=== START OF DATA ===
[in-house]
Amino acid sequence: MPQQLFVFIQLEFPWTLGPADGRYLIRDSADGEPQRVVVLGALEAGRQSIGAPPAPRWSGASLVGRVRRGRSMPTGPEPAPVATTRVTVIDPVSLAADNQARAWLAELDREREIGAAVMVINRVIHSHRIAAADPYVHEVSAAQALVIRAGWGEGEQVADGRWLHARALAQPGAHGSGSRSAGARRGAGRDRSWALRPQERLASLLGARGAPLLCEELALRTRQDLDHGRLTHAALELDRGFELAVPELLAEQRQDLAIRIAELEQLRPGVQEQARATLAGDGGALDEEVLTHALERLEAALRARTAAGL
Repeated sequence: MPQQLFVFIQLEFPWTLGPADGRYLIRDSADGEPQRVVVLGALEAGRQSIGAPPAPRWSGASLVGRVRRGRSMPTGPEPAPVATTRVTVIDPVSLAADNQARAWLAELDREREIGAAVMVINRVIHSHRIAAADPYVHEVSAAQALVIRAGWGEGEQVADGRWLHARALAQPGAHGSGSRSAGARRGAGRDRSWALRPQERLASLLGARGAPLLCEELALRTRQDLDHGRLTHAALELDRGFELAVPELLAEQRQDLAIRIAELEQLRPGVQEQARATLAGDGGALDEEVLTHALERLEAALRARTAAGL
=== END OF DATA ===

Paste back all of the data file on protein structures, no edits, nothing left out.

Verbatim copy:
[in-house]
Amino acid sequence: MPQQLFVFIQLEFPWTLGPADGRYLIRDSADGEPQRVVVLGALEAGRQSIGAPPAPRWSGASLVGRVRRGRSMPTGPEPAPVATTRVTVIDPVSLAADNQARAWLAELDREREIGAAVMVINRVIHSHRIAAADPYVHEVSAAQALVIRAGWGEGEQVADGRWLHARALAQPGAHGSGSRSAGARRGAGRDRSWALRPQERLASLLGARGAPLLCEELALRTRQDLDHGRLTHAALELDRGFELAVPELLAEQRQDLAIRIAELEQLRPGVQEQARATLAGDGGALDEEVLTHALERLEAALRARTAAGL
Repeated sequence: MPQQLFVFIQLEFPWTLGPADGRYLIRDSADGEPQRVVVLGALEAGRQSIGAPPAPRWSGASLVGRVRRGRSMPTGPEPAPVATTRVTVIDPVSLAADNQARAWLAELDREREIGAAVMVINRVIHSHRIAAADPYVHEVSAAQALVIRAGWGEGEQVADGRWLHARALAQPGAHGSGSRSAGARRGAGRDRSWALRPQERLASLLGARGAPLLCEELALRTRQDLDHGRLTHAALELDRGFELAVPELLAEQRQDLAIRIAELEQLRPGVQEQARATLAGDGGALDEEVLTHALERLEAALRARTAAGL